Apple today announced that it will be launching three new Apple Watch health studies in partnership with major healthcare and academic organizations, including the World Health Organization, Brigham and Women’s Hospital, and others.
These upcoming studies will capture data regarding participants’ sound exposure, menstrual cycles, heart rate and physical activity. Each will be open to U.S. Apple Watch owners, who will be able to enroll themselves through a new Apple Research App the company said will be available for download later this year.
“It’s truly inspiring to see the difference that the Apple Watch is making,” Apple CEO Tim Cook said on stage today during a reveal event. “In addition to helping individuals, Apple Watch is having an impact on another important area that affects all of us, and that’s health research. We’re excited about how Apple Watch can make a tremendous difference in this area.”
First up, the Apple Women’s Health Study is a long-term look at menstrual cycle patterns, using the Watch’s recently announced period tracking feature. Conducted alongside the National Institute of Environmental Health Sciences (NIEHS) and Harvard, the company wants these data to bolster screening and risk assessment practices for gynecological conditions such as polycystic ovary syndrome (PCOS) or osteoporosis.
“Women make up half of the world’s population, yet even today there has been limited investment in studying their unique health needs,” Michelle A. Williams, dean of the faculty at the Harvard T.H. Chan School, said in a statement. “This study, unprecedented in scope, will greatly advance our understanding of the biological and social determinants of women’s health, and lead to better health outcomes.”
The Apple Hearing Study will similarly be conducted alongside University of Michigan researchers to monitor the sound levels wearers encounter during their daily routines, and how that exposure could be affecting their hearing health. According to Apple, the data from this study will be shared with WHO.
“With over a billion young people who could be at risk of hearing loss due to unsafe listening, WHO is addressing this challenge through raising awareness and setting new standards for safe listening,” Dr. Shelly Chadha, technical officer of prevention of deafness and hearing loss at WHO, said in a statement. “The knowledge gained through this study will contribute to future public health action in this field.”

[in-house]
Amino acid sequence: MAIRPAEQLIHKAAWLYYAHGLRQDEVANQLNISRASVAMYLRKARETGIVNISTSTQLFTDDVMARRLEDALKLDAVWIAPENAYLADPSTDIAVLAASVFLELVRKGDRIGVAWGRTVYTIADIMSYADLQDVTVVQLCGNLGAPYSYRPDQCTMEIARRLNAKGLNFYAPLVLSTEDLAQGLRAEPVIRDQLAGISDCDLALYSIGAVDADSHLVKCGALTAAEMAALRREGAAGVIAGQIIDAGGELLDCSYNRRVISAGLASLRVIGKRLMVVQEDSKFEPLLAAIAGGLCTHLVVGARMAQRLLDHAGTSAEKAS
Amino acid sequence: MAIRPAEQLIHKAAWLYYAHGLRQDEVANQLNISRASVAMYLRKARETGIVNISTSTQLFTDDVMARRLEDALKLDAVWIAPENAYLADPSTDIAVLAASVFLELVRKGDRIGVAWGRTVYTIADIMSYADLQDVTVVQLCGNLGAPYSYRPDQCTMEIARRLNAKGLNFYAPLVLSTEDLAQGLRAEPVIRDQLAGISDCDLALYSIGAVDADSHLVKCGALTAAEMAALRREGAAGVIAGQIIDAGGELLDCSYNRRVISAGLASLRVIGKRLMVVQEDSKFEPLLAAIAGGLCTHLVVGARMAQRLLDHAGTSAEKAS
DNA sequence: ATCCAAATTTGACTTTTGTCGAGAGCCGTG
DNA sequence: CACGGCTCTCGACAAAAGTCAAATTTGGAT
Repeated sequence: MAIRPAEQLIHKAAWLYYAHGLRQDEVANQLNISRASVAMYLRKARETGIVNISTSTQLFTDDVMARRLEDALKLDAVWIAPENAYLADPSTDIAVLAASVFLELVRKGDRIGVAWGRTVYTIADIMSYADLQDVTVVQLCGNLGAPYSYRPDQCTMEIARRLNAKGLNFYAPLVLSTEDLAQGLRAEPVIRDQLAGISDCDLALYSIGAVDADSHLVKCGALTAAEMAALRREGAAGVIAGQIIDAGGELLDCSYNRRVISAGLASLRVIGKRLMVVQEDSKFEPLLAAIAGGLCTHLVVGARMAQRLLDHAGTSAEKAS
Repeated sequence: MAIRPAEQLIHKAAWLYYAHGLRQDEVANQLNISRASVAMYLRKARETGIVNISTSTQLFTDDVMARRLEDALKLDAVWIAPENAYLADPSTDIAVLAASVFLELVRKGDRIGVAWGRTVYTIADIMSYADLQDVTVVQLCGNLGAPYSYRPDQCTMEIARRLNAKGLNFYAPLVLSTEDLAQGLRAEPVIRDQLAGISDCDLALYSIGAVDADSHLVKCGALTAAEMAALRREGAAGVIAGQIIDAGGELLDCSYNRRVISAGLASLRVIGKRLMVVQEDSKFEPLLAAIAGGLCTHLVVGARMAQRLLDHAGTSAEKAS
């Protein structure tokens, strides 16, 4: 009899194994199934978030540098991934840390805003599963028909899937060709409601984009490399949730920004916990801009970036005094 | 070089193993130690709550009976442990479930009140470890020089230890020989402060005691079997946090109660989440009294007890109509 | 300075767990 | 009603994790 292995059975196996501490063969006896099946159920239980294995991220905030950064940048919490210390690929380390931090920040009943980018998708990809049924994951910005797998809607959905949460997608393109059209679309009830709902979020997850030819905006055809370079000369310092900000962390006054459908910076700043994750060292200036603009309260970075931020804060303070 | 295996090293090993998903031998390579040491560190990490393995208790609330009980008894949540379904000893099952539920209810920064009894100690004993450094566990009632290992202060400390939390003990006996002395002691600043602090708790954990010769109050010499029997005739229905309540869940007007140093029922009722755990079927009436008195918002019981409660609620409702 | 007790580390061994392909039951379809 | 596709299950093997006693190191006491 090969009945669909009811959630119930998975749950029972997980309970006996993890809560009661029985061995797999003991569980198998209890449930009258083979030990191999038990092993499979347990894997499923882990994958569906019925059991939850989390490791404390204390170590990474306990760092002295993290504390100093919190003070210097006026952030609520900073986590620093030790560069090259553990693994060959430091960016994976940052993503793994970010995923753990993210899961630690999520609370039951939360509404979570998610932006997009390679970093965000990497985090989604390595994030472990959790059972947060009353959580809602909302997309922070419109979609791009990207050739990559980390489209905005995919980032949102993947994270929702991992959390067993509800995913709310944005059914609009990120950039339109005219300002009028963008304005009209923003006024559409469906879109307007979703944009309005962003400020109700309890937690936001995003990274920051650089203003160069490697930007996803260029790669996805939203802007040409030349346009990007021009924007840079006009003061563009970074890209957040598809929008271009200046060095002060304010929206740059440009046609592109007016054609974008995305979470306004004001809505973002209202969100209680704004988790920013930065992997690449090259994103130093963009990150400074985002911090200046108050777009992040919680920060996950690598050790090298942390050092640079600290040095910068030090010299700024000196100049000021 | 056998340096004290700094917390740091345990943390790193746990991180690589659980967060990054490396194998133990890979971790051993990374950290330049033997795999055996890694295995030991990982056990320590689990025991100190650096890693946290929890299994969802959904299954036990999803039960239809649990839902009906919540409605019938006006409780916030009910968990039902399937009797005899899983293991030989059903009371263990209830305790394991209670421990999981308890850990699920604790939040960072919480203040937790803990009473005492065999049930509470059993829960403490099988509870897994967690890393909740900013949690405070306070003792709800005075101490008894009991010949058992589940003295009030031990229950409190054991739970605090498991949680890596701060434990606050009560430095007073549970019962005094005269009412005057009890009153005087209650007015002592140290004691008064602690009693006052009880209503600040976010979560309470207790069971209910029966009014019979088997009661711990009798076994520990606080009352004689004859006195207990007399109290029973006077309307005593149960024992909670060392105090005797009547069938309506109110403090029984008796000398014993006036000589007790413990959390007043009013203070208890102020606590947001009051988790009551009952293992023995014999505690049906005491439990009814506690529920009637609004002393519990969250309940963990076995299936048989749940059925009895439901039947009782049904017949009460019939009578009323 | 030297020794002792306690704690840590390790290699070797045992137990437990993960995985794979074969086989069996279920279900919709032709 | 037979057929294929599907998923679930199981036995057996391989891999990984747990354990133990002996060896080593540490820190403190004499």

Finally, the Apple Heart and Movement Study will follow the path of Apple’s previous cardiovascular investigations by charting how heart rate and activity are related to hospitalizations, serious falls, general heart health and quality of life. This study will also be a collaboration with Brigham and Women’s Hospital as well as the American Heart Association.
“We are excited to be working with all the study participants and with Apple to identify the features of complex human physiology that lead to different outcomes in wellness or chronic disease, and to use this information to empower individuals to maximize their own health,” Calum MacRae, vice chair of Scientific Innovation for the Department of Medicine at Brigham and Women’s Hospital, said in a statement.
Apple stressed during its presentation that it will be unable to access any identifiable user data collected as part of the studies.
“We’re really excited about the impact the Research app can have,” Cook said. “It gives all of us an amazing opportunity to participate in health research that could lead to innovations to improve our health and the health of future generations. So I hope you check it out.”
News of the studies was accompanied by reveals of the company’s newest devices, amongst which was the Watch Series 5.
In addition to a new always-on display and health tracking software revealed over the summer, the company’s wearable touts a new international emergency calling feature that will contact emergency services in case a hard fall and inactivity is detected. The call is made automatically, and occurs regardless of the wearer’s country of purchase or whether they had activated a cellular plan.
WHY IT MATTERS
The unveiling of these new trials comes half a year after Apple officially uncapped the results of its Apple Heart Study, another large-scale effort open to Apple Watch owners. That trial, conducted with Stanford Medicine, enrolled nearly 420,000 participants and suggested that similar device-driven approaches to population health could generate extensive datasets.
What’s more, the Apple Watch’s growing list of health monitoring features is a vital component of its wider digital health strategy. And while some practitioners have lauded the devices’ potential to increase patient health engagement with their personal health and behaviors (often with some encouragement from Apple itself), others have worried about false positives, excessive calls to the doctor and — for atrial fibrillation in particular — unnecessary treatment that could actually worsen outcomes.
THE LARGER TREND
Today’s announcements represent new bridges between Apple and healthcare, but the company has been making new friends across the industry for some time now.
Just last month, Apple co-presented data alongside Eli Lilly and Company that suggests sensors from consumer-grade devices like iPhones, Apple Watches, iPads and Beddit sleep monitors could capture enough damage to spot mild cognitive impairment. Earlier in the year, it announced a program with Johnson & Johnson targeting Watch-based senior health monitoring.